The voices of Tax Policy Center's researchers and staff
Barack Obama has pulled off the easy part. He got re-elected. Now, he faces a second term full of painful choices.
You could see it in his campaign, which focused more on Mitt Romney’s flaws than on what the president would do in the next four years. Much of this, I suspect, was the result of the terrible budget constraints under which he operates. In short: Not even a Democrat can do very much new when faced with a trillion dollar deficit.
That and the reality that Republicans still control the House and can block most anything in the Senate, is why Obama is likely to spend most of the next year or two struggling with budget issues even as he consolidates health reform. Bold new initiatives will be off the table until the deficit is addressed.
His biggest challenge: Find a way to break the logjam between Democrats who are reluctant to slow the growth of programs such as Medicare and Medicaid, and Republicans who insist that all deficit reduction must come from spending cuts and none from new taxes. Obama will find some moderates of both parties eager to deal, but he will also face hardliners who are not.
It is not an understatement to say that the success of his second term will depend on whether he finds a way to build a coalition of those moderates.
Here is what is likely to happen with five major domestic issues:
The Fiscal Cliff: On Jan. 2, the 2001-2010 tax cuts are due to expire and automatic across-the-board spending reductions will hit all federal programs except for Social Security and Medicaid. Obama has the leverage to force Congress to extend the tax cuts on his terms (see below), and could well link such a step to a framework for deficit reduction that delays the spending cuts until later in 2013. Such a deal could include spending and revenue targets, a specific timeline for action, and a temporary extension of the debt limit which will be reached in early 2013.
The 2001-2010 Tax Cuts: Obama has vowed to extend most of them, except for those that benefit taxpayers making more than $200,000 ($250,000 for couples). While Republicans want to continue the tax cuts for all, they have little chance of success. One unsettled issue: Will Obama try to replace the 2010 payroll tax cut, also due to expire in January, with some other tax reduction for working people? Congress and Obama are almost certain to agree to extend the Alternative Minimum Tax patch, which would protect about 25 million middle- and upper-middle income households from the levy.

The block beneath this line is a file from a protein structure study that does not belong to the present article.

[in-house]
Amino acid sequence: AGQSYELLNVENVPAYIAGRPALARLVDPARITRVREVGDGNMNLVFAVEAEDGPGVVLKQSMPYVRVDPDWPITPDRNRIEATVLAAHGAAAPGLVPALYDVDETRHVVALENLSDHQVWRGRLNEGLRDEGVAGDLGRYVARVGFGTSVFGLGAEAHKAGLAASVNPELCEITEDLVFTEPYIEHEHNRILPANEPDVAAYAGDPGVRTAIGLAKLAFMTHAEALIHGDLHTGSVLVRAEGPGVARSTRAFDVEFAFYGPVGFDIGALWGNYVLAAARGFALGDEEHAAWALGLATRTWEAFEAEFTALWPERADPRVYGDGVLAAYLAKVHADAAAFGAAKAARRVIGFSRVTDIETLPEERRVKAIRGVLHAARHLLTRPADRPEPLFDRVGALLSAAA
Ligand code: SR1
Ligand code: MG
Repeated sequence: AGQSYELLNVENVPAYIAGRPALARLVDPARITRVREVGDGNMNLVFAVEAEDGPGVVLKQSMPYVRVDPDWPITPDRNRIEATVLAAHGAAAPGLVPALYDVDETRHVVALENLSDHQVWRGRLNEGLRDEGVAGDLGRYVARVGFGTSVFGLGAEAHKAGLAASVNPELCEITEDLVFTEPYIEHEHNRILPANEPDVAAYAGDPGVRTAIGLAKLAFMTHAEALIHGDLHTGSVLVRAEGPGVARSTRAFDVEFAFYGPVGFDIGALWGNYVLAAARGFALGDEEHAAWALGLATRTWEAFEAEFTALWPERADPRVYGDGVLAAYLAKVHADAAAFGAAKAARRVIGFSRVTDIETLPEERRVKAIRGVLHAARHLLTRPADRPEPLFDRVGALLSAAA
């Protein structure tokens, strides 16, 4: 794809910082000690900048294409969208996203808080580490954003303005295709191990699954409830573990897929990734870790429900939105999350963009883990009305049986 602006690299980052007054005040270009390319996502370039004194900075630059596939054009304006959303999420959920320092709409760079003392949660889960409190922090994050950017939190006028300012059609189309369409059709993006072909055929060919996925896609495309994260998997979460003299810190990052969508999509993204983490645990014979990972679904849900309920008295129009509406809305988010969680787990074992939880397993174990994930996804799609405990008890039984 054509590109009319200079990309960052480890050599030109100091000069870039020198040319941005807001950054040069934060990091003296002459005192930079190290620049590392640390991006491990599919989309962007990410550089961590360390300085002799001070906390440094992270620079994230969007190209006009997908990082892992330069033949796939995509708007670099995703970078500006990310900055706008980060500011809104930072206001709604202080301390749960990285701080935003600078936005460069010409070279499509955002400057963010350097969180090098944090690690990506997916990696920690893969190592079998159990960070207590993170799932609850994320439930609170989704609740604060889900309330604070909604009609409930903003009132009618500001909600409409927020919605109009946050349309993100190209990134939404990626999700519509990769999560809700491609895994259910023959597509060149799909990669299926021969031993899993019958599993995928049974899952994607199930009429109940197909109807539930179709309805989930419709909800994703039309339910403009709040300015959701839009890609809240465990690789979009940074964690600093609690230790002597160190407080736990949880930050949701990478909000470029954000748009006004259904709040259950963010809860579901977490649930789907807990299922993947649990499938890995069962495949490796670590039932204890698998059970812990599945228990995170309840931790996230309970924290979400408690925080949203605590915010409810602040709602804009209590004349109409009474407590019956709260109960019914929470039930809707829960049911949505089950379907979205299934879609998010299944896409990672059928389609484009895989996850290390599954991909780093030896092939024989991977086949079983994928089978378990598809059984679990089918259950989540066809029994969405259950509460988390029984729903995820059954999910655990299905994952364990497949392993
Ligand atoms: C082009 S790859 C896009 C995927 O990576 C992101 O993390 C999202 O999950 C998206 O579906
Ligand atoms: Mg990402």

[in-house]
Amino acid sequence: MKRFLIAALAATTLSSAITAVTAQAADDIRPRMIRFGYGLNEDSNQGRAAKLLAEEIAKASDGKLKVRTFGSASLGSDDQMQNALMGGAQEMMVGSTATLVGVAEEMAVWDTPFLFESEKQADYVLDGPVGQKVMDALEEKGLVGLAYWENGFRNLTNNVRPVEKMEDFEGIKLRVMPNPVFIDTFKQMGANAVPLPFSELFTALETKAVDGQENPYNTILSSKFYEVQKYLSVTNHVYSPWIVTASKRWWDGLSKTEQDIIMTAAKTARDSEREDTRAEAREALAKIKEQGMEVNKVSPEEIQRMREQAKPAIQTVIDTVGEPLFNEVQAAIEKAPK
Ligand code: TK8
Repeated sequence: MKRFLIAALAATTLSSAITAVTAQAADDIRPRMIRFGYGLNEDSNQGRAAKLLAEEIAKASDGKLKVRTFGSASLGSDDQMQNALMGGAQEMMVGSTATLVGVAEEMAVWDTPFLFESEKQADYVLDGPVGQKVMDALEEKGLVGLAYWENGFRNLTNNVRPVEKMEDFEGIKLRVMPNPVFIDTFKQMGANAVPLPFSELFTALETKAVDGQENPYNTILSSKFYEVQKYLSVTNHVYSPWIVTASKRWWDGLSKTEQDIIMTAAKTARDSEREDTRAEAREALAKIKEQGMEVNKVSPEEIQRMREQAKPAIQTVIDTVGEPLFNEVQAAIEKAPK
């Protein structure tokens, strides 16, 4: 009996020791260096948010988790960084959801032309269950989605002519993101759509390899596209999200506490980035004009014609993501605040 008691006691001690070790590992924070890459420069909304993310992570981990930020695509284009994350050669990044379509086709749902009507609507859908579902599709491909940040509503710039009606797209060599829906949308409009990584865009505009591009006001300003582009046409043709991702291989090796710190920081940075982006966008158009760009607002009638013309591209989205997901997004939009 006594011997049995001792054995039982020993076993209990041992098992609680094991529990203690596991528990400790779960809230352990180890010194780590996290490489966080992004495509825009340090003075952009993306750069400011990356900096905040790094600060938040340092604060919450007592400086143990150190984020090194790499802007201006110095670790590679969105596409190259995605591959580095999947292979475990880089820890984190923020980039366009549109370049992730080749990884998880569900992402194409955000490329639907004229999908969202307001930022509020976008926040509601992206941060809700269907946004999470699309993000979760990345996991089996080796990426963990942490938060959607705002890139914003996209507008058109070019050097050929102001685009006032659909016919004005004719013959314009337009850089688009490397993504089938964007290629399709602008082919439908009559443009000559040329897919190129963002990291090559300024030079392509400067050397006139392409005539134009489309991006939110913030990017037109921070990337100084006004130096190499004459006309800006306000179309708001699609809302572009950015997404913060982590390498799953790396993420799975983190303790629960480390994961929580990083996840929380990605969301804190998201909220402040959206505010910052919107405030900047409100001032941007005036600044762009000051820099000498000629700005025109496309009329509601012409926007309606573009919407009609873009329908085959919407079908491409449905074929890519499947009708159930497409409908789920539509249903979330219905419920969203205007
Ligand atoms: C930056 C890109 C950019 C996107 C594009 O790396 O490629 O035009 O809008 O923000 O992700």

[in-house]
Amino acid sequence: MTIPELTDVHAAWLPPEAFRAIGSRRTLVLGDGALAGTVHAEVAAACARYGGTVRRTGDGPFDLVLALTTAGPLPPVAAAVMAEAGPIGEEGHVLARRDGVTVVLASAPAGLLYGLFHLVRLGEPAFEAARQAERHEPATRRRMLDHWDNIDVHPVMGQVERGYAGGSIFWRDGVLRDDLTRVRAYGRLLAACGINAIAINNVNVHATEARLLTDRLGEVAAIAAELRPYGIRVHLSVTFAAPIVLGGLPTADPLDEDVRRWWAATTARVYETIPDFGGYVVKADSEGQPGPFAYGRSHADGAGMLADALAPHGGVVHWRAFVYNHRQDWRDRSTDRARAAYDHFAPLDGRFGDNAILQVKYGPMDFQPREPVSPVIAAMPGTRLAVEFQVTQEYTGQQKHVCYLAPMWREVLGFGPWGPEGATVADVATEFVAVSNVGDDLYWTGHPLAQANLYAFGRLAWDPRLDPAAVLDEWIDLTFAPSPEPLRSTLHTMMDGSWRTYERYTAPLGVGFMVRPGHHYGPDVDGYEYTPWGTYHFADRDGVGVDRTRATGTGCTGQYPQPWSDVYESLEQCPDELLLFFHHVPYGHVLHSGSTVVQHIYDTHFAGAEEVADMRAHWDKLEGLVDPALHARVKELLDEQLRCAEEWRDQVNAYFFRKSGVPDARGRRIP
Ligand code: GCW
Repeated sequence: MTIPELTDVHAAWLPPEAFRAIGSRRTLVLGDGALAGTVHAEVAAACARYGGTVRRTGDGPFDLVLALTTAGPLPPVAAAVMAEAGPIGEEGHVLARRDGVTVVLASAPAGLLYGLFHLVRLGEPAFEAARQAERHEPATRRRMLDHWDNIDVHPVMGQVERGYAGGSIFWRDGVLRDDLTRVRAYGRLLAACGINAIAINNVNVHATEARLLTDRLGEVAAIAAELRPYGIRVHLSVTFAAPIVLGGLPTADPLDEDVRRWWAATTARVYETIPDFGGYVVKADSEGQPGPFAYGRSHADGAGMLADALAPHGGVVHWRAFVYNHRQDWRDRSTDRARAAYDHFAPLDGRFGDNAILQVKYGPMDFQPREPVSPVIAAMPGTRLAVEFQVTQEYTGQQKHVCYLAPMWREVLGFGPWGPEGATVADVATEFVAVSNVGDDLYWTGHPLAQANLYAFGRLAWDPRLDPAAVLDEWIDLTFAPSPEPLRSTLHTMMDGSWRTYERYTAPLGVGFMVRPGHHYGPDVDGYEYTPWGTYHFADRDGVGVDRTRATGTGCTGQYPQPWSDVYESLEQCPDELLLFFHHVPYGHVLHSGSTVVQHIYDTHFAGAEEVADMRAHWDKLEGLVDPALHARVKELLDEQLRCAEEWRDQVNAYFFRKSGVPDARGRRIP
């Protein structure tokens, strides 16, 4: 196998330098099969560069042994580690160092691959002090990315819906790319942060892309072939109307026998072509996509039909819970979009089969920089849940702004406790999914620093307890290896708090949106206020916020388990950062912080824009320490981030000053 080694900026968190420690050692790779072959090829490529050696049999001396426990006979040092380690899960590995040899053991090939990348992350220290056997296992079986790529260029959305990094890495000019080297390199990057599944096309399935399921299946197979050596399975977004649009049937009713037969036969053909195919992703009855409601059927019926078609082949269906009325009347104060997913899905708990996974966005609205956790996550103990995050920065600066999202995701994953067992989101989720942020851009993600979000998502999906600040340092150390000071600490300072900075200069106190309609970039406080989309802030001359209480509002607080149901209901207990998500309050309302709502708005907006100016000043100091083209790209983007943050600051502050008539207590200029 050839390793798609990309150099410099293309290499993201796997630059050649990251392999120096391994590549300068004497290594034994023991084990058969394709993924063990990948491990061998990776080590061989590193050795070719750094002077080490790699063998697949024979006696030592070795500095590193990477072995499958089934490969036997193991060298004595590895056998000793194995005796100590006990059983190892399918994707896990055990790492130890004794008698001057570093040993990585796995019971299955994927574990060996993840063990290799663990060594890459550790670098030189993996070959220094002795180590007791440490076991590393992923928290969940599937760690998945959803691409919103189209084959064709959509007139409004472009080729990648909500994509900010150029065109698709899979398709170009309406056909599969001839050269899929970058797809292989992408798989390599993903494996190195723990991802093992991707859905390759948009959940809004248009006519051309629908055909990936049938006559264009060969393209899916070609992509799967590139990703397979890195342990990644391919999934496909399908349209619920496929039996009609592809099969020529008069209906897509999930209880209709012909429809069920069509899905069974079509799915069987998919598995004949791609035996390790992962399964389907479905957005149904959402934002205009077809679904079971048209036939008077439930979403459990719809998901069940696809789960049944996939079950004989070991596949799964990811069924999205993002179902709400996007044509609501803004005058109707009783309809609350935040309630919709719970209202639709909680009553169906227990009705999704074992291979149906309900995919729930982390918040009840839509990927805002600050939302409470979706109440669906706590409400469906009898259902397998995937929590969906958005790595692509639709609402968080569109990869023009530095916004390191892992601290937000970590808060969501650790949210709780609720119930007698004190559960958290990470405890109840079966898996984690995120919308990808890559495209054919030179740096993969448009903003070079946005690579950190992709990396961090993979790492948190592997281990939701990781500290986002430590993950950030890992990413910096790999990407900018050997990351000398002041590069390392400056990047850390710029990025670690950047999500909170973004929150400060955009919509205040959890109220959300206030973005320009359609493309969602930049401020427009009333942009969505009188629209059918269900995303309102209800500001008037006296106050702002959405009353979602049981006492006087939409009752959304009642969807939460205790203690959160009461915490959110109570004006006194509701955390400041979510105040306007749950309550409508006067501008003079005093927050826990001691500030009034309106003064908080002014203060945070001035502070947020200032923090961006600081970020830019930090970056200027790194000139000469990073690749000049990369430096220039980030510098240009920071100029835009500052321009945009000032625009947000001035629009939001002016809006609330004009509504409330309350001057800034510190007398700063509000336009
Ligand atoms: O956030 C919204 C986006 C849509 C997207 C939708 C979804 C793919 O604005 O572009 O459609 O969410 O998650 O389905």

Tax Reform: The president has shown no interest in individual tax reform but has supported the idea of a rate-cutting, base-broadening corporate tax rewrite. His aides insist corporate reform is easier, though I have my doubts. House Ways & Means Committee Chair Dave Camp (R-MI) has been working on a corporate reform of his own. There is an opportunity here, but will it get buried by divisions in the business community and other fiscal conflicts?
Medicare and Medicaid: Obama has vowed to preserve the basic designs of both. However, Senate moderates of both parties are exploring substantial changes in the health programs, including shifting Medicare to a form of premium support and capping federal Medicaid funding to a formula based on inflation and enrollment. Will Obama agree to some of those reforms as part of some grand bargain?
Health Reform: The 2010 Affordable Care Act will take effect as planned. Republicans have lost their chance to repeal it or even make significant changes. That means the law’s tax increases on high-income households will kick in as scheduled in 2013. And in 2014 major insurance reforms, including a broad expansion of Medicaid for the working poor, the requirement that insurance companies sell coverage to all regardless of pre-existing conditions, and the health exchanges will take effect—at least in most states.
The biggest question for the next couple of years is not about Obama, however. It is about congressional Republicans. Will they respond to yesterday’s defeat by doubling down on their no new taxes pledge? Or will they accept a fiscal grand bargain that includes both tax hikes and serious efforts to slow the growth of Medicare and Medicaid. If they do, it is a good bet that Obama will meet them somewhere in the middle.
Posts and comments are solely the opinion of the author and not that of the Tax Policy Center, Urban Institute, or Brookings Institution.